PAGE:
And yet the public is now faced with the Enron collapse, the failure of Equitable Life, Independent Insurance, and a High Court case involving former Wickes employees.
What can we do to reassure the public that accountants are professionals who are aware of their responsibilities to the community as well as their employers?Possibly the key issue facing the profession is that of auditor independence.
Some would argue that since auditors are appointed by those whom they audit and on whom they depend for their income, they cannot be entirely objective. Is the risk of losing the assignment of greater immediate concern than the long-term reputation of the firm? Would compulsory auditor rotation reduce the likelihood of this issue arising?
Others would argue that it is not so much the risk of losing the assignment but the potential of lucrative non-audit work which drives the auditor. Is this work obtained through competitively priced but under-resourced audit services? Do other services impair the objectivity of the audit or provide added value for the client?
Either way, the Foundation believes it would be unhelpful to react impulsively or prematurely despite recent events.
Ironically it was the high profile failures of the 80s which encouraged the UK to tighten up procedures. Is the USA only now facing similar pressures?
However, the independent regulators of the profession in the UK and the Republic of Ireland cannot afford to be complacent. Doing nothing is not an option. It is important for the Accountancy Foundation, in conjunction with the other independent regulators, to produce a realistic work programme and timetable for addressing auditor independence.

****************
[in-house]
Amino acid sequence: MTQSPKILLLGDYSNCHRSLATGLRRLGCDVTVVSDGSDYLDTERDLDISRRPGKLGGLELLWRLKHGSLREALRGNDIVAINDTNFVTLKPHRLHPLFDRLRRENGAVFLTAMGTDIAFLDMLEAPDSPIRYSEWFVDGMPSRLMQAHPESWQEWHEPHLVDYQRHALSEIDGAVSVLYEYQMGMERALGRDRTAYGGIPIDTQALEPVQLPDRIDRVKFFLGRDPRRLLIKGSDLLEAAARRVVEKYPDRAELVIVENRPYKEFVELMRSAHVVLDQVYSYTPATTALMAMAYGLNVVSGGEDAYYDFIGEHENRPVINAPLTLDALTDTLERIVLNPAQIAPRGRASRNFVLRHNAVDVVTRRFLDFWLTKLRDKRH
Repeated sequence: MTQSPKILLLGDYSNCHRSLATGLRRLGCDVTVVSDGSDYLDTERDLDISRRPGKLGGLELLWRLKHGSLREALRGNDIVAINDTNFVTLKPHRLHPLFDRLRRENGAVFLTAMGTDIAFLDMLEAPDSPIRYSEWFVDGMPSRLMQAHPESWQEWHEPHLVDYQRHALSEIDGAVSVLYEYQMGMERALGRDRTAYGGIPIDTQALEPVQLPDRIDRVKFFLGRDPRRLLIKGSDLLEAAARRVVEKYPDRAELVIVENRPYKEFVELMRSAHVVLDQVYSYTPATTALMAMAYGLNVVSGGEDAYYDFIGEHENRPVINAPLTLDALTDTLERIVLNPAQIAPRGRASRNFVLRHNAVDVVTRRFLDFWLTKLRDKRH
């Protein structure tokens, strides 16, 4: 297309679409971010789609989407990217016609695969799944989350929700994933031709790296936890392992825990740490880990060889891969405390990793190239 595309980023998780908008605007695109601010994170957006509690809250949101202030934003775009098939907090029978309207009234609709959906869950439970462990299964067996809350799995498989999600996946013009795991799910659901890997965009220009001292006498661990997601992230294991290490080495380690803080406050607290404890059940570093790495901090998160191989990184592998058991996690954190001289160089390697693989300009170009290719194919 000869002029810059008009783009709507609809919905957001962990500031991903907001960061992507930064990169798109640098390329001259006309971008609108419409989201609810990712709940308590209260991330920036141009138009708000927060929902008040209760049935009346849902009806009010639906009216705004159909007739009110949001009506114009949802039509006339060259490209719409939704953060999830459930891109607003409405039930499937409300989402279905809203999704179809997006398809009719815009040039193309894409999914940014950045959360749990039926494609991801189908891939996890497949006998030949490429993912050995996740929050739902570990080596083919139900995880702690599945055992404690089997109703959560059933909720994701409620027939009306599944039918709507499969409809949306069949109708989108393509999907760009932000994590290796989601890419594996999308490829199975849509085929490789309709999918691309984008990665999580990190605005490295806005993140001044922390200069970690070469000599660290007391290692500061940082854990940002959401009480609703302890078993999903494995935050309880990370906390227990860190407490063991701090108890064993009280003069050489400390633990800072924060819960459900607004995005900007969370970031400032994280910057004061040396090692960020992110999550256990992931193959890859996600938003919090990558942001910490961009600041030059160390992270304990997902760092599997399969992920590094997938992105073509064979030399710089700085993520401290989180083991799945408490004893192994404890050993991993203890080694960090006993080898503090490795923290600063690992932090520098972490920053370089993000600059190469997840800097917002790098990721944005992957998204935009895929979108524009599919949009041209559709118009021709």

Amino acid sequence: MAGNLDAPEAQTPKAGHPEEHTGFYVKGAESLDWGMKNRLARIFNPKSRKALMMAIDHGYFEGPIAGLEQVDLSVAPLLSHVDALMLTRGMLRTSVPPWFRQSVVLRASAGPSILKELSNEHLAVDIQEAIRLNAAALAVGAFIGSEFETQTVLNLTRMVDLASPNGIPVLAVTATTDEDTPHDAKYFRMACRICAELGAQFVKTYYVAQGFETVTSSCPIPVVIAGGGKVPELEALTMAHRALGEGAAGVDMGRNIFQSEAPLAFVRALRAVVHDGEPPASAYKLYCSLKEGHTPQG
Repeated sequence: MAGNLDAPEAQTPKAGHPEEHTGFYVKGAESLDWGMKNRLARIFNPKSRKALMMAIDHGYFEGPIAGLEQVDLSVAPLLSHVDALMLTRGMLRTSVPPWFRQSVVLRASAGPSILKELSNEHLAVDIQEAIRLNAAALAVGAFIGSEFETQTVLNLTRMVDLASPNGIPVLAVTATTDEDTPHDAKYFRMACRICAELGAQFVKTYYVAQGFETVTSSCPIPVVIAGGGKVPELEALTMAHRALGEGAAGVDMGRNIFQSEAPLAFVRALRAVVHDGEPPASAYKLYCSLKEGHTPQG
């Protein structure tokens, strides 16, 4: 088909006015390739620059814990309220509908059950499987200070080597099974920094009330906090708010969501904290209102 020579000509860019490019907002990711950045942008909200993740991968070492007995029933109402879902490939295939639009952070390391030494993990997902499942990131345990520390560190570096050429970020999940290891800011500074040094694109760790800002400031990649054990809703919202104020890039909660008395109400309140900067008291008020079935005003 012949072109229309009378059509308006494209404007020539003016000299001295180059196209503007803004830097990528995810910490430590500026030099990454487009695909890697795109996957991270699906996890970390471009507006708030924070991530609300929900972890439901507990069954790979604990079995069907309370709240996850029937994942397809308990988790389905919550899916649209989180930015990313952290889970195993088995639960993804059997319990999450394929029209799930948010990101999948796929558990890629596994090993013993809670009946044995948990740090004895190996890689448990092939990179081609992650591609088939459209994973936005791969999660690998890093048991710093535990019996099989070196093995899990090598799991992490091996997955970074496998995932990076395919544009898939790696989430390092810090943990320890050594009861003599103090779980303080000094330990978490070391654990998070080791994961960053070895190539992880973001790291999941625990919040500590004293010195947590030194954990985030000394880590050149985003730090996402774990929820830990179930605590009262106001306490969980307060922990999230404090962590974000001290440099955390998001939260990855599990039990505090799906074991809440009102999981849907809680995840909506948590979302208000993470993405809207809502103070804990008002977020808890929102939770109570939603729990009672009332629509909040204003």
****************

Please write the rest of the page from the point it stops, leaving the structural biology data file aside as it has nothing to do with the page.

The ethical guidance produced by the International Federation of Accountants and the European Commission, combined with a greater understanding of the behavioural relationships and decision-making processes within accountancy firms, can assist our understanding of this issue.
It is interesting to note that some of the recent recommendations of the Securities and Exchange Commission relate to the independent regulation of discipline and quality control, where peer review is to be replaced by regular external monitoring. Many of these proposals are already in evidence in the UK and these very topics are being reviewed by the Foundation?s review board this year.
We have a genuine opportunity this year to provide an assurance to the general public that the activities of the profession and its self-regulation by the accountancy bodies are protecting the public interest.
Colin Reeves is the head of the Review Board at the Accountancy Foundation
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